Facing questions during her confirmation hearing before the US Senate on March 22, Supreme Court nominee Ketanji Brown Jackson caught what might be the strangest type of criticism I’ve seen in the one of those circuses.
“Do you support, then, the idea that the indefinite detention of an enemy combatant is illegal? asked U.S. Senator Lindsey Graham (R-SC), referring to Jackson’s portrayal of detainees held at the U.S. prison in Guantanamo Bay, Cuba.
During this performance, Jackson signed an amicus brief arguing – correctly – that the detainees had the right to challenge their indefinite detention without trial.
Before walking out of the hearing like one of the Animal House kids, saying, “You can do whatever you want to us, but we’re not going to sit here and listen to you bashing the United States of America,” Graham said. Jackson that according to the brief, the government “should release these people or try them and some of them, the evidence that we cannot release because it is classified.”
US Senator Josh Hawley (R-MO) did not have to go to the amicus brief in question to issue an objection. His problem was that Jackson was representing those particular clients. After doing so as a public defender, he noted: “[S]he has volunteered to continue this representation in private practice, which I find interesting, and frankly, from my perspective, a little concerning.
As lawyers themselves, it’s reasonable to expect Graham and Hawley to understand what lawyers do: represent clients. But apparently not.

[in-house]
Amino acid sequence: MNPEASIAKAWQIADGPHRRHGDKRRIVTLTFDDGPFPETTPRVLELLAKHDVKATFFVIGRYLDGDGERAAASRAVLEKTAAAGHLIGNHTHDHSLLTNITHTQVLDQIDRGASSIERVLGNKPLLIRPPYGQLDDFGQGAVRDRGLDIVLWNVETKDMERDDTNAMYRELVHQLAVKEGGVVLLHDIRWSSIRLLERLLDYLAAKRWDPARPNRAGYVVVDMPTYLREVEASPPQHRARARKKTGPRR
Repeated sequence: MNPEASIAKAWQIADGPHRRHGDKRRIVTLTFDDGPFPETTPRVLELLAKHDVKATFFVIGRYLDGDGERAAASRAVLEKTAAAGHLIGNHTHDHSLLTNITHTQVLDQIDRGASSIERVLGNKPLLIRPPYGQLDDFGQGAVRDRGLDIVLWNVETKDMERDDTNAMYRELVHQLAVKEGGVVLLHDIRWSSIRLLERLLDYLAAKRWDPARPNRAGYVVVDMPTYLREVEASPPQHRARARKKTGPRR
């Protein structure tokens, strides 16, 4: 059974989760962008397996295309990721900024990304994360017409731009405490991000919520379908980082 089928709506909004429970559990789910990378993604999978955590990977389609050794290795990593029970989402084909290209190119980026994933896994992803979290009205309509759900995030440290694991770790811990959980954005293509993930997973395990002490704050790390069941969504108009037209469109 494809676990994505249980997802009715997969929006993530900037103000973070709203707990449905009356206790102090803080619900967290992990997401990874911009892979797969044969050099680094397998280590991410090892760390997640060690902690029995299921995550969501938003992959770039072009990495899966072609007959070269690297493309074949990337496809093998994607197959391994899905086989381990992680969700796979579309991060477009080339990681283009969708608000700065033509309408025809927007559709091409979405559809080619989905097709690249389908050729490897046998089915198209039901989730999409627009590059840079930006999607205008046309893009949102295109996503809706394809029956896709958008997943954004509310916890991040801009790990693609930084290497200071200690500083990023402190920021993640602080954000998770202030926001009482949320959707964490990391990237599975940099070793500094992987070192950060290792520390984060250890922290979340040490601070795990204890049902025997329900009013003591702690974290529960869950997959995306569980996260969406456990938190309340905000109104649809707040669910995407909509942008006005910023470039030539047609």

As US senators, one would also expect them to remember their oath to uphold the US Constitution. No dice there either, when it comes to the Sixth Amendment:
“In all criminal prosecutions the accused shall enjoy the right to a speedy and public trial, by an impartial jury…to be informed of the nature and cause of the charge; to be confronted with prosecution witnesses; to have a compulsory procedure to obtain witnesses on his behalf, and to have the assistance of a lawyer for his defence. »
When Gitmo detainees received “trials,” those “trials” were not quick, public, or before an impartial jury (“trials” are secret cases conducted by military tribunals).
Graham strongly opposes this last element, “the assistance of a lawyer”: “When they say, ‘I want my lawyer’, you tell them, ‘Shut up. You don’t have a lawyer. Hawley seems to agree.
Their problem with Jackson is that she did her job – and beyond her job, she supports the Constitution while they oppose it.
This position should disqualify them from holding their Senate seats, not it from taking the SCOTUS bench.
Thomas L. Knapp (Twitter: @thomaslknapp) is director and senior news analyst at the William Lloyd Garrison Center for Libertarian Advocacy Journalism (thegarrisoncenter.org). He lives and works in North Central Florida.